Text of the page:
Thursday, November 10, 2011

Adobe Quits Mobile Flash Development

Adobe will no longer support mobile Flash
Adobe has announced they are dropping development of the popular Flash plug-in for mobile browsers. They will continue to provide security updates and critical bug fixes for existing hardware and software configurations including Android and Blackberry Playbook.

Adobe is expected to axe 750 jobs as it shifts focus from mobile Flash development to aiding designers and developers of mobile Flash apps to migrate to open HTML5 using Adobe Air runtime which supports a wide variety of plug-ins and platforms.  Adobe stock dropped 10% by 9:30 am following the announcement.

Flash was developed over a decade ago and designed with the desktop PC in mind. The shift to smaller, mobile devices has highlighted some fundamental problems with Flash: Notoriously high cpu usage which drains batteries and causes problems with overheating. There are also problems with apps designed for a pointy-clicky mouse verses the modern touchscreen interface.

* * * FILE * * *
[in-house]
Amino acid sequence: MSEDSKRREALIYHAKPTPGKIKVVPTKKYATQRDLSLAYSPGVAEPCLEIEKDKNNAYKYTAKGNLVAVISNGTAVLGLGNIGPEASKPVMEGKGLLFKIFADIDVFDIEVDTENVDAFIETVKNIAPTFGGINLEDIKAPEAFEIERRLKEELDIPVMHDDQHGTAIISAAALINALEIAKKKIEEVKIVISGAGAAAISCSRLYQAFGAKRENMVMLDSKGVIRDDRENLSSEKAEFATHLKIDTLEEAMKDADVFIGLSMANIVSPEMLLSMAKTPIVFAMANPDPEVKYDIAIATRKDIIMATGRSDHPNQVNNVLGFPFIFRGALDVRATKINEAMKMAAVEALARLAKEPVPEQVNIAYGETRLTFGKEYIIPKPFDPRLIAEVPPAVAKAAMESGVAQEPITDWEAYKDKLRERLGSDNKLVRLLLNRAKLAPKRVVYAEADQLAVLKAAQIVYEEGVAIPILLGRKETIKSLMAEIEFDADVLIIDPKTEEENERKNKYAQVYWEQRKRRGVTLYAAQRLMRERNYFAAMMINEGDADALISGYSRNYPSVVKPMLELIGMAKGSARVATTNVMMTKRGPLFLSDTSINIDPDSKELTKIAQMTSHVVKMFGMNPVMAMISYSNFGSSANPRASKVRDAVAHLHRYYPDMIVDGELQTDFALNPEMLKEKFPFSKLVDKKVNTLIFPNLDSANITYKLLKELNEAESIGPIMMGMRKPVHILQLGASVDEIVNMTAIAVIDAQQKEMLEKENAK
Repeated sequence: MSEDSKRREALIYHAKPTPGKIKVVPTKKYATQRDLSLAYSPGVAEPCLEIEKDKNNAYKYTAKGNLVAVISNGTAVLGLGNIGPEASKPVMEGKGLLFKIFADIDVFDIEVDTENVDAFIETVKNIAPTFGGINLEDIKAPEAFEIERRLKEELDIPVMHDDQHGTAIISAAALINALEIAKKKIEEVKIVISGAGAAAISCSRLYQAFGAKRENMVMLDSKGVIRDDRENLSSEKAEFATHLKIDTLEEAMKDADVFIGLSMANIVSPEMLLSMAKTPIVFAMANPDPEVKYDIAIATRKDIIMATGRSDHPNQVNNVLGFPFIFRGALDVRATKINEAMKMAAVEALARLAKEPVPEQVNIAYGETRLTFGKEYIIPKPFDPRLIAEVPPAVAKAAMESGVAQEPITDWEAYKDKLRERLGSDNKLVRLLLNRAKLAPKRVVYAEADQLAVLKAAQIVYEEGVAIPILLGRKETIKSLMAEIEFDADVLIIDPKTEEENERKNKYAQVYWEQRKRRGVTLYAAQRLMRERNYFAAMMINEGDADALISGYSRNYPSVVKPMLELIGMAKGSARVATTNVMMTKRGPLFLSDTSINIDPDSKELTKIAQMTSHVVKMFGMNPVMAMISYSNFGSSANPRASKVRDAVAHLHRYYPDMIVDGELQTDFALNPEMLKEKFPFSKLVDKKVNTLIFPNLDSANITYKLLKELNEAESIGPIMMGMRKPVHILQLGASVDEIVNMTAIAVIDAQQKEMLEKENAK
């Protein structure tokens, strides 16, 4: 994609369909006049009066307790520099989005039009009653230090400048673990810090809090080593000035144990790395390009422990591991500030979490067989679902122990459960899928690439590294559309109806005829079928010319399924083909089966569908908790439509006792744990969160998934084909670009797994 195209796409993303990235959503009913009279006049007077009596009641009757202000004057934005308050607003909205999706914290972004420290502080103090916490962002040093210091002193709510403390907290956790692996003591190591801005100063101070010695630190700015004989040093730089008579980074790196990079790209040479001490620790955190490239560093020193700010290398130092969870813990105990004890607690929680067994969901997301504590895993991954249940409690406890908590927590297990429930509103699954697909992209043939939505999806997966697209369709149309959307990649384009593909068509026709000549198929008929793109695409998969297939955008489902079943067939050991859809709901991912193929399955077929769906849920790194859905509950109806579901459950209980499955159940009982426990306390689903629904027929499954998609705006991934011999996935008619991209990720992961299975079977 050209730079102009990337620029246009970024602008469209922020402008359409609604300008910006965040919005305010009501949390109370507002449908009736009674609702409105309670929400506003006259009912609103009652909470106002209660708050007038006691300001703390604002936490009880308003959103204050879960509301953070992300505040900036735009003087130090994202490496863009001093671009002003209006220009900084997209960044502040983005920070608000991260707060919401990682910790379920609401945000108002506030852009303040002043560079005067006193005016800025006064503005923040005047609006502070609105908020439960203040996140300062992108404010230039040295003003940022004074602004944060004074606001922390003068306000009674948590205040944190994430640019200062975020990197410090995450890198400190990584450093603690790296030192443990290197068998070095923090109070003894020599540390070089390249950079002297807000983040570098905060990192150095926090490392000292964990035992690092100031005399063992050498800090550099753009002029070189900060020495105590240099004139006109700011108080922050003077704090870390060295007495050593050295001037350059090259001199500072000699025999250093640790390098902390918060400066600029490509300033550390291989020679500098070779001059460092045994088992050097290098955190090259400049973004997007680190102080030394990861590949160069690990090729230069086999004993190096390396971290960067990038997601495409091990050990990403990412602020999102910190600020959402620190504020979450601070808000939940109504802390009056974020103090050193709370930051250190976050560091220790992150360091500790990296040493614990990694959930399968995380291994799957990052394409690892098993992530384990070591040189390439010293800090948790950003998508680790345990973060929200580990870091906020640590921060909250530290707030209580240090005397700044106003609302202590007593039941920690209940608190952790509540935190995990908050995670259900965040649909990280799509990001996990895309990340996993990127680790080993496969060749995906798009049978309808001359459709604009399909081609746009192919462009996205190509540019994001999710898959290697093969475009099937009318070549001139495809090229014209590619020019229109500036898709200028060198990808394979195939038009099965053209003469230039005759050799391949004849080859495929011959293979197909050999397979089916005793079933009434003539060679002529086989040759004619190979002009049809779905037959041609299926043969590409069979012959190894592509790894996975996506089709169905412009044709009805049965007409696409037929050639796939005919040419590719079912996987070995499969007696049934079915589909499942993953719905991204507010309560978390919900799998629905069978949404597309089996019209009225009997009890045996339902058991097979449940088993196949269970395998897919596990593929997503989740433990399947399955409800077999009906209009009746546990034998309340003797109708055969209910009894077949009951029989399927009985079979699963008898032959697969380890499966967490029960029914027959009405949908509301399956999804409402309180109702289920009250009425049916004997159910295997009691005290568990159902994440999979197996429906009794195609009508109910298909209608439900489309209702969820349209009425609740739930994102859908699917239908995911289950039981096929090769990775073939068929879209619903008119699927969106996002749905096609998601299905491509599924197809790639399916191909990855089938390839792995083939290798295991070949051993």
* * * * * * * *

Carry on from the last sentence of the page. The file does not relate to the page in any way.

HTML5 provides audio, video and other feature rich browser components with lower cpu usage and supports the capacitive touch-sensitive screens used in these smaller, low power devices such as phones and tablets.

According to the Adobe Blog,
"We will no longer continue to develop Flash Player in the browser to work with new mobile device configurations (chipset, browser, OS version, etc.) following the upcoming release of Flash Player 11.1 for Android and BlackBerry PlayBook. We will of course continue to provide critical bug fixes and security updates for existing device configurations."
Flash is pervasive on the web, to both the delight and frustration of mobile phone and tablet users. The move to HTML5 is better suited for this new generation of small, low powered devices. With more than a third of the worlds top 100 websites already implementing HTML5, this paradigm shift has already begun.

Creative Commons images:
flash on droid:

Article first published as Adobe Quits Mobile Flash Development on Technorati.

No comments:

Post a Comment